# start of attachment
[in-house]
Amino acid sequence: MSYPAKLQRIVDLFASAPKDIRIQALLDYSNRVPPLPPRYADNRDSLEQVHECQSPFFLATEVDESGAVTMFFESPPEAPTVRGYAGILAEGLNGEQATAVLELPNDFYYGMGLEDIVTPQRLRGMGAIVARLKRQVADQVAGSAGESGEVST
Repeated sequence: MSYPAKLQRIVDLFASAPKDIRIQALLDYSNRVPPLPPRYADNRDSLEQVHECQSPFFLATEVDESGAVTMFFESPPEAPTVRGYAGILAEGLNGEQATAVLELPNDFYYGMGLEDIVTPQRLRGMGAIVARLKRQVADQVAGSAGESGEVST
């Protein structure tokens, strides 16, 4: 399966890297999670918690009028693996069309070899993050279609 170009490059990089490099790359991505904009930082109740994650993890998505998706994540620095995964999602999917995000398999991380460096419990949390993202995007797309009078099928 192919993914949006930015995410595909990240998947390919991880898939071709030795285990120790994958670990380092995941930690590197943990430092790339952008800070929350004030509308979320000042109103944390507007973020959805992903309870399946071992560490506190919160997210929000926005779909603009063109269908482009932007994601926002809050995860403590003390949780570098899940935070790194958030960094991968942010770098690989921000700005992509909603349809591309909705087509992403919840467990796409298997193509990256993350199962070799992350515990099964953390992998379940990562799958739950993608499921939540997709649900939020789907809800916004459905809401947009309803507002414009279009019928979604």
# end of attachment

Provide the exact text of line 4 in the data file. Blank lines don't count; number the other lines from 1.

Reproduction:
């Protein structure tokens, strides 16, 4: 399966890297999670918690009028693996069309070899993050279609 170009490059990089490099790359991505904009930082109740994650993890998505998706994540620095995964999602999917995000398999991380460096419990949390993202995007797309009078099928 192919993914949006930015995410595909990240998947390919991880898939071709030795285990120790994958670990380092995941930690590197943990430092790339952008800070929350004030509308979320000042109103944390507007973020959805992903309870399946071992560490506190919160997210929000926005779909603009063109269908482009932007994601926002809050995860403590003390949780570098899940935070790194958030960094991968942010770098690989921000700005992509909603349809591309909705087509992403919840467990796409298997193509990256993350199962070799992350515990099964953390992998379940990562799958739950993608499921939540997709649900939020789907809800916004459905809401947009309803507002414009279009019928979604």